When it comes to Training For A Trek, there are so many different training methods you can use. And while there will never be one 'best' way of training, there are a number of methods in the trekking world which might seem good in theory, but in the real world are entirely overrated.
So today is all about what NOT to do. A list of training methods which are very popular in the trekking world at the moment. Which are commonly recommended by 'trek coaches'. But when you break it down, don't live up to the hype.
Training Trekkers Should Avoid In Their Preparation
Heart Rate Training
What?! An endurance coach who doesn't recommend heart rate training? But the best athletes in the world use this! Are you saying they are wrong?
I am expecting a lot of hate mail over this one. But this is what I believe.
Yes, heart rate training can be very effective when used right. But for the everyday trekker it is totally unnecessary.
Here I could mention the draw backs of heart rate monitoring. The inconsistencies from most devices. How your heart rate is regularly affected by sleep, stress, the weather, caffeine and dehydration. How heart rate zones are often calculated wrong...
But without going into all of that, for the everyday trekker, heart rate training is just unnecessarily complicated.
The amount of training articles I see which start off telling trekkers the very first thing they need to do is to calculate their maximum heart rate... then their heart rate reserve... then their training zones... and give people these complicated mathematical formulas which they need to complete... it is just so unnecessary!
If you love numbers and you already love your heart rate training fine. Go for it. But if not, forget about it! There are plenty of other ways of accurately judging intensity (such as RPE or talk/sing tests) which are much less complicated then this. And the less thought and effort you have to spend on peripheral factors around training, the more focus you can spend on the actual training itself!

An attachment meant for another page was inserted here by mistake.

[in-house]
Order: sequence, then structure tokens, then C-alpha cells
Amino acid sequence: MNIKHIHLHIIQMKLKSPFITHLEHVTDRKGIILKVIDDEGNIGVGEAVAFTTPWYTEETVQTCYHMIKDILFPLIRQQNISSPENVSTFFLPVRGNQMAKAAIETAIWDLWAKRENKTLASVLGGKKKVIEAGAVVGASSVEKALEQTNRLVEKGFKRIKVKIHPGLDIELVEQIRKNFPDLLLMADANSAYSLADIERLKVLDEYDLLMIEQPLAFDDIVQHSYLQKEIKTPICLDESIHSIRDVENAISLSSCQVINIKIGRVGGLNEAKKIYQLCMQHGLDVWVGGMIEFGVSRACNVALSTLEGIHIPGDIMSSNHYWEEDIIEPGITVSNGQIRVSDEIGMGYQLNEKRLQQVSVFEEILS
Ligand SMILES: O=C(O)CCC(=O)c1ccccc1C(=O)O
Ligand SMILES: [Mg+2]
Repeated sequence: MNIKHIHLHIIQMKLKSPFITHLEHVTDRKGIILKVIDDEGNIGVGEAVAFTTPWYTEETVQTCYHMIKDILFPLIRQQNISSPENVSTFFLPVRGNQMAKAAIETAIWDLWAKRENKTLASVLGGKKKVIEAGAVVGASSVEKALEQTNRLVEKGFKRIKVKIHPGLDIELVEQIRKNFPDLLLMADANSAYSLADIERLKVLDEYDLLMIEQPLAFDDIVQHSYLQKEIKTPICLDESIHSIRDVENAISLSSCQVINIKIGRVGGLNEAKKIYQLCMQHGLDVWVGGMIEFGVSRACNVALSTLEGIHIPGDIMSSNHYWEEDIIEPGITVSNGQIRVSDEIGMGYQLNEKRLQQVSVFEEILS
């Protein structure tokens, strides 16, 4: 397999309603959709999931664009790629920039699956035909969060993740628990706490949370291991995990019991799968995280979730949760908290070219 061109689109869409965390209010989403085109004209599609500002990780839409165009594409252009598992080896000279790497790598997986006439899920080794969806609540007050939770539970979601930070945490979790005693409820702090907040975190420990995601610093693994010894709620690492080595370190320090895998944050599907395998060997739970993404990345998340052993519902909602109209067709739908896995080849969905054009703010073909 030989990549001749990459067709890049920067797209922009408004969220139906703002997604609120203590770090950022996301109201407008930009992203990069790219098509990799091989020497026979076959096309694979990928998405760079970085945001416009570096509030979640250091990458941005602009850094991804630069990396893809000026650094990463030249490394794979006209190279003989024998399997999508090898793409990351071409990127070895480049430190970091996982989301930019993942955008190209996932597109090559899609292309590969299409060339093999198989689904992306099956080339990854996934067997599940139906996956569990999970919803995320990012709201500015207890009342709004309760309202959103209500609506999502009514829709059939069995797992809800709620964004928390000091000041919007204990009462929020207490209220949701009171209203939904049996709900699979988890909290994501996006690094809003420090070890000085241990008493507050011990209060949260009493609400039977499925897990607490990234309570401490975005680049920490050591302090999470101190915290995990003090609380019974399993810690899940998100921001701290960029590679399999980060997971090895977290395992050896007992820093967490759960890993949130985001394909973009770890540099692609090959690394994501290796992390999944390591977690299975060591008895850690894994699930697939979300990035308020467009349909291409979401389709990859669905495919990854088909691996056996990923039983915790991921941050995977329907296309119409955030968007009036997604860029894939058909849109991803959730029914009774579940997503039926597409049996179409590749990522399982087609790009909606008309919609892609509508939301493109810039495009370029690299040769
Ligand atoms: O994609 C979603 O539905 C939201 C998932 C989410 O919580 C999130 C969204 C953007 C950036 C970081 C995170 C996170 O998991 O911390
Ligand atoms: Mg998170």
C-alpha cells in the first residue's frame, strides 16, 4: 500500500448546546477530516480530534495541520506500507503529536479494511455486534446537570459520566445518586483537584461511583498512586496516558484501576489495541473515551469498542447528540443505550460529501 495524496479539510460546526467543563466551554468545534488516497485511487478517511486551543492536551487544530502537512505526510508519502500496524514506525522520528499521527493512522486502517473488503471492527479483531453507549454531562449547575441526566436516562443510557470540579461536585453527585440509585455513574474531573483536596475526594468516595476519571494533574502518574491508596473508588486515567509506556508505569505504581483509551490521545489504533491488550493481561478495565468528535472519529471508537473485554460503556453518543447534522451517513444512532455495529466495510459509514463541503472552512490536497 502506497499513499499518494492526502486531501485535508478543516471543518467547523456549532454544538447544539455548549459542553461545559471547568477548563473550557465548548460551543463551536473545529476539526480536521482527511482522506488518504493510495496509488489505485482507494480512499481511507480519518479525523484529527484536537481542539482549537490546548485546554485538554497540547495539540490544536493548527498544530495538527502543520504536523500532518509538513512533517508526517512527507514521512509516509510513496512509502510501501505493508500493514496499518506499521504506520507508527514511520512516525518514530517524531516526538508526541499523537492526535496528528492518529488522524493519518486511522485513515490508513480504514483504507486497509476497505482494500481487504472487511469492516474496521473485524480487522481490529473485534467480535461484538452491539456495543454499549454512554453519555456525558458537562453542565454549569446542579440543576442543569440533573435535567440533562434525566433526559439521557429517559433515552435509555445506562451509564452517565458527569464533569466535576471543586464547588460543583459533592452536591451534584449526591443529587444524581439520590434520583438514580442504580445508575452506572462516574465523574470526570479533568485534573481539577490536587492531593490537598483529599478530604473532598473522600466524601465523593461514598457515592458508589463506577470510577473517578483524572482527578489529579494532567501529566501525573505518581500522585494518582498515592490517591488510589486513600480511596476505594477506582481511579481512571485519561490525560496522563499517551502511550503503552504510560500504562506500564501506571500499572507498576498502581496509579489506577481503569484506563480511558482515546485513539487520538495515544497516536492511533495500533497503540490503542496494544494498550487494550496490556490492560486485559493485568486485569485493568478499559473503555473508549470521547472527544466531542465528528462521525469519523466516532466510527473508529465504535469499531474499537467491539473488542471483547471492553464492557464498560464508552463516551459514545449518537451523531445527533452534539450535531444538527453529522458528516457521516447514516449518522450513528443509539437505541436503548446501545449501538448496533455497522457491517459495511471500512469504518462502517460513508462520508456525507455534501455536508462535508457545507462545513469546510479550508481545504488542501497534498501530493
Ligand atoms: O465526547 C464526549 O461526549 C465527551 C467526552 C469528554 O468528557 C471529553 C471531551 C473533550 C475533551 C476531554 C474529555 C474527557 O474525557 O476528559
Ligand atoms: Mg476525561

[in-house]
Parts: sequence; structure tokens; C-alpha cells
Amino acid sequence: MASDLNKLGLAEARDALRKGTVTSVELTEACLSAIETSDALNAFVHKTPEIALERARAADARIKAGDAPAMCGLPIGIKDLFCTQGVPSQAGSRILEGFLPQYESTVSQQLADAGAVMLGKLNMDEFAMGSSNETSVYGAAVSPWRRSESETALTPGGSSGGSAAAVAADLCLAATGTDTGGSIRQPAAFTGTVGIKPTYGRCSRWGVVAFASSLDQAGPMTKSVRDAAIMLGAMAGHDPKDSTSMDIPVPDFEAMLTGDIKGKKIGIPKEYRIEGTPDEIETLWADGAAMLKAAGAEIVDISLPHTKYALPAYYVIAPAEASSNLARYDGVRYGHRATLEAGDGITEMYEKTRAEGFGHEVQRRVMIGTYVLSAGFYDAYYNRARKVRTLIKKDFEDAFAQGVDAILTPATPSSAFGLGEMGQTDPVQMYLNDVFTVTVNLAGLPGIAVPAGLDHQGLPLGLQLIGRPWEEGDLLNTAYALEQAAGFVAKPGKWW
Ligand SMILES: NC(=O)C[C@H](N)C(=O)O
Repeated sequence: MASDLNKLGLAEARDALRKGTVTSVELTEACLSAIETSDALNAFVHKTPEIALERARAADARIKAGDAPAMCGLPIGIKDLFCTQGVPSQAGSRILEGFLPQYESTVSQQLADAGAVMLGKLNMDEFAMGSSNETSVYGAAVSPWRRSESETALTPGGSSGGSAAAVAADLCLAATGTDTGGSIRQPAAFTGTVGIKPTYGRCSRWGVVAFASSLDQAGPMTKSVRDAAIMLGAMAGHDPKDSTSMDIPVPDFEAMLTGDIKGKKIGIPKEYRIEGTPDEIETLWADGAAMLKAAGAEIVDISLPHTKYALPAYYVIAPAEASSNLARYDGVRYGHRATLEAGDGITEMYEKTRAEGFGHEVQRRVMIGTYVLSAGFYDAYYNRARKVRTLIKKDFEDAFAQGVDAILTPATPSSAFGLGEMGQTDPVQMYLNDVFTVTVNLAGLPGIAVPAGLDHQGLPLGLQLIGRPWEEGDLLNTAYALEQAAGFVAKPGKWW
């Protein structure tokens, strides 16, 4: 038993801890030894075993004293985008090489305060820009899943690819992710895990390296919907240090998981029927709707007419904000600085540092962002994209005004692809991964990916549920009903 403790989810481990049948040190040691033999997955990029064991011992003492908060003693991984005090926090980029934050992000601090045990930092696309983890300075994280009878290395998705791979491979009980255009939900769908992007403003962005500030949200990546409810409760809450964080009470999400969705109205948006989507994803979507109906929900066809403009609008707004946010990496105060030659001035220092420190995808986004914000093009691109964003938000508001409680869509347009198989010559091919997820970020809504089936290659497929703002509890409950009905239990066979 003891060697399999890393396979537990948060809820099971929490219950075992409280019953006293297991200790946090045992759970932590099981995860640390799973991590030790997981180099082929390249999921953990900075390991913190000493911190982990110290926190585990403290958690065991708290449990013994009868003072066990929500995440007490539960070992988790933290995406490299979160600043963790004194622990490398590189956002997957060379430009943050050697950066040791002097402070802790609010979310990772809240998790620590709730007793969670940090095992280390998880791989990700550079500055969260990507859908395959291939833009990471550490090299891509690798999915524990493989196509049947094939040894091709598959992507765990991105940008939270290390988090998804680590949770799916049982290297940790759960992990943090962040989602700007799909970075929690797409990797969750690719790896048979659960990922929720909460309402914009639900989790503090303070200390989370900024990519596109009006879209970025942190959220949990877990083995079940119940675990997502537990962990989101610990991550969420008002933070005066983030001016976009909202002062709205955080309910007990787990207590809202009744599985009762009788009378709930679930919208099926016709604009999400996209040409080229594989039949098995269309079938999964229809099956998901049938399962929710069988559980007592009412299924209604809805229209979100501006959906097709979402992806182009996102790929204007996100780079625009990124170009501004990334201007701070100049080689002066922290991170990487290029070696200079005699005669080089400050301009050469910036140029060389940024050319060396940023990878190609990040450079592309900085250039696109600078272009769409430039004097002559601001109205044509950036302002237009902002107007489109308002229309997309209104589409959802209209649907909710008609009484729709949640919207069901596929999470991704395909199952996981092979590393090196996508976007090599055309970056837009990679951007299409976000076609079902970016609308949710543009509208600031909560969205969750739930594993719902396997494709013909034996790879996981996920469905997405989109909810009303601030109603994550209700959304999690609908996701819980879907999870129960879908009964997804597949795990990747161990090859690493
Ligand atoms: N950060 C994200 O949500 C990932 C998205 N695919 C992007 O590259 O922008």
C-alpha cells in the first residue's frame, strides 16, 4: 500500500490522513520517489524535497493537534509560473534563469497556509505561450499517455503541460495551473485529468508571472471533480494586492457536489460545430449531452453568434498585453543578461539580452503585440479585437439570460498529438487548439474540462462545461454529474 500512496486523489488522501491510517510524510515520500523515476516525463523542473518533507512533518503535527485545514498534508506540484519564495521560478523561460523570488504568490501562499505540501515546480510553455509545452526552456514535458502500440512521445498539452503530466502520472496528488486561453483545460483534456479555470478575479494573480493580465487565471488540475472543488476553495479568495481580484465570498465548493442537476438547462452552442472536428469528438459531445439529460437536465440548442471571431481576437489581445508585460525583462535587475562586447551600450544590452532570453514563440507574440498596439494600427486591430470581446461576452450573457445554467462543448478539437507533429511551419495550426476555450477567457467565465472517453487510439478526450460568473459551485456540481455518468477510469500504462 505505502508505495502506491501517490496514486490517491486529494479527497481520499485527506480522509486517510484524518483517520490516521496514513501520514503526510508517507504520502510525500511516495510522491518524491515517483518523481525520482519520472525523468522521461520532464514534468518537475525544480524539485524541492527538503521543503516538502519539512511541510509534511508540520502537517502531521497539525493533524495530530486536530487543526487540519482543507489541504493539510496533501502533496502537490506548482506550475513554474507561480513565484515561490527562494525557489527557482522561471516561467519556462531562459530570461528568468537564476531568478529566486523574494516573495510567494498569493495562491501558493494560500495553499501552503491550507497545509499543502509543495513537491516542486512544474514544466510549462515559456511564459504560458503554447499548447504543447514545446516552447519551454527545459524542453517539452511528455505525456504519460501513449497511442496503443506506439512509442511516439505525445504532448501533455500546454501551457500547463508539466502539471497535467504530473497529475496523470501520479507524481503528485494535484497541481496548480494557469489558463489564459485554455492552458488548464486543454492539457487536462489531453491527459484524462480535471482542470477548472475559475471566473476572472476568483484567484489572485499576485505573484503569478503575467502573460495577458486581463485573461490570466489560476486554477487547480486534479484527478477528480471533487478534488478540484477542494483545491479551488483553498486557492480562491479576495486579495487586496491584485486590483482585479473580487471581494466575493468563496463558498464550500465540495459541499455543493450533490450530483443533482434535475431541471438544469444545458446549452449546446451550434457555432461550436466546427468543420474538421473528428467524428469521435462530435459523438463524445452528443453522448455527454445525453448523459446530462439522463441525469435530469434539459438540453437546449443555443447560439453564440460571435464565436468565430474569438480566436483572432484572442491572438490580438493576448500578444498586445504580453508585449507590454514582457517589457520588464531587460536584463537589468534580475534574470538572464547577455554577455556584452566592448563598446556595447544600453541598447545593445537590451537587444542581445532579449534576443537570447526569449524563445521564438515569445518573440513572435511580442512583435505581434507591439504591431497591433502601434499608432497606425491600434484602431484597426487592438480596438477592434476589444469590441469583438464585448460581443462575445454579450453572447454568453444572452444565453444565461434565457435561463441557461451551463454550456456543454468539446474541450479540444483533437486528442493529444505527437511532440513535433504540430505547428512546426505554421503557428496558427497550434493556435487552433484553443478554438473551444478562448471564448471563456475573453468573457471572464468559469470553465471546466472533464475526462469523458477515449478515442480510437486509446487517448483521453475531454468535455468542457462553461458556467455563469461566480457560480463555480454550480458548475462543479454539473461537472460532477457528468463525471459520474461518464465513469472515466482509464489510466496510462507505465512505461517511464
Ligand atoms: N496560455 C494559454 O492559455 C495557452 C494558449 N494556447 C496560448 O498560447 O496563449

Jump training is exactly what it sounds like. Training the body to jump. This commonly involves exercises like box jumps, squat jumps and lunge jumps. Traditionally it is used to help develop muscular power and rate of force development. Which is beneficial for a number of things and populations.
But the way most people use jump training these days (outside of athletic populations) does not do this. Instead, trainers like to program LOTS of repetitions of these exercises, with minimal rest. Which is the exact opposite of how this type of training is supposed to be used.
The underlying reason why this is done is simply because it is hard. It gets the legs burning. It gets you huffing and puffing. So it must be good for you? And yes, while this does have some benefits, doing this type of training comes with a HUGELY unnecessary risk of injury. Feet, ankles, knees and backs. So often people pull up in pain from these things. And any type of training that is hurting you, you shouldn't be doing!
Jump training has its place if you specifically want to develop muscular power. But if you are using it to develop trekking fitness or muscular endurance, it is not a recommended method of training. For 95% of trekkers, it is overrated.
Elevation or 'altitude' masks are the dumbest thing in the fitness world. I am sure you have seen them. The big black masks people wear on social media, which is supposed to make you 'fitter, stronger, faster, tougher' and just about everything else...
And the big claim is, that is will help 'train the body for altitude'. This is a lie. They do nothing to mimic the effects of altitude. And on top of this, they improve no relevant markers of performance for trekkers.
The only thing these masks do is restrict your breathing. Which makes things harder. But it does not make you fitter. Or improve your exercise performance. They are a waste of your time. A waste of your money. And a waste of your effort.
There is absolutely no reason a trekker should be using an elevation mask in their training.
Fasted training is a big thing in the endurance world at the moment. The idea behind it is that if you train in a fasted state (i.e. no food in you) you can teach the body to better utilise your body fat to fuel your exercise (and not have to rely on your quickly depleted stores carbohydrates). And this can work, if done right. But for the every day trekker, it is unnecessary.
This is because fasted training is hard! It's difficult to maintain training intensity. You get tired quickly. It drains you psychologically. And it takes a lot of focus and willpower.